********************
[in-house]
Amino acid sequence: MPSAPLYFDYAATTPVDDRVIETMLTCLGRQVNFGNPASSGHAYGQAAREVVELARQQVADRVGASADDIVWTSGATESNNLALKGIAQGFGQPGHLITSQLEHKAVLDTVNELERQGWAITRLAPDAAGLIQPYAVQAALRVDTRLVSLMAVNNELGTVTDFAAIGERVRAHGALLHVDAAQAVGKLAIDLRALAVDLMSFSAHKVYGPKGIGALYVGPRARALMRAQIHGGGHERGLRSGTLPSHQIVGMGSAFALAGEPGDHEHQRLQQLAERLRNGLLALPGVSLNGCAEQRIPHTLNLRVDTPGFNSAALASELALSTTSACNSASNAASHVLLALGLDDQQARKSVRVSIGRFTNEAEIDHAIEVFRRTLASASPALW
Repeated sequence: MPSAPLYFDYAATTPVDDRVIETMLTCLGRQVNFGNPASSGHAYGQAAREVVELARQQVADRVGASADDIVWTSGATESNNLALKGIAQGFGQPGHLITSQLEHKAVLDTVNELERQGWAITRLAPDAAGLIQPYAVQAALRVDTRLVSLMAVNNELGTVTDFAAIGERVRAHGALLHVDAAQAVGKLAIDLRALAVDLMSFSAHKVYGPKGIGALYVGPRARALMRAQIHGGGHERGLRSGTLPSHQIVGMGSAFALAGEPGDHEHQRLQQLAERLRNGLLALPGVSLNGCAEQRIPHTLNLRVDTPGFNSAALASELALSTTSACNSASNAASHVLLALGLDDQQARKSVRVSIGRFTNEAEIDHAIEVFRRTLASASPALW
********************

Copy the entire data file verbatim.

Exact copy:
[in-house]
Amino acid sequence: MPSAPLYFDYAATTPVDDRVIETMLTCLGRQVNFGNPASSGHAYGQAAREVVELARQQVADRVGASADDIVWTSGATESNNLALKGIAQGFGQPGHLITSQLEHKAVLDTVNELERQGWAITRLAPDAAGLIQPYAVQAALRVDTRLVSLMAVNNELGTVTDFAAIGERVRAHGALLHVDAAQAVGKLAIDLRALAVDLMSFSAHKVYGPKGIGALYVGPRARALMRAQIHGGGHERGLRSGTLPSHQIVGMGSAFALAGEPGDHEHQRLQQLAERLRNGLLALPGVSLNGCAEQRIPHTLNLRVDTPGFNSAALASELALSTTSACNSASNAASHVLLALGLDDQQARKSVRVSIGRFTNEAEIDHAIEVFRRTLASASPALW
Repeated sequence: MPSAPLYFDYAATTPVDDRVIETMLTCLGRQVNFGNPASSGHAYGQAAREVVELARQQVADRVGASADDIVWTSGATESNNLALKGIAQGFGQPGHLITSQLEHKAVLDTVNELERQGWAITRLAPDAAGLIQPYAVQAALRVDTRLVSLMAVNNELGTVTDFAAIGERVRAHGALLHVDAAQAVGKLAIDLRALAVDLMSFSAHKVYGPKGIGALYVGPRARALMRAQIHGGGHERGLRSGTLPSHQIVGMGSAFALAGEPGDHEHQRLQQLAERLRNGLLALPGVSLNGCAEQRIPHTLNLRVDTPGFNSAALASELALSTTSACNSASNAASHVLLALGLDDQQARKSVRVSIGRFTNEAEIDHAIEVFRRTLASASPALW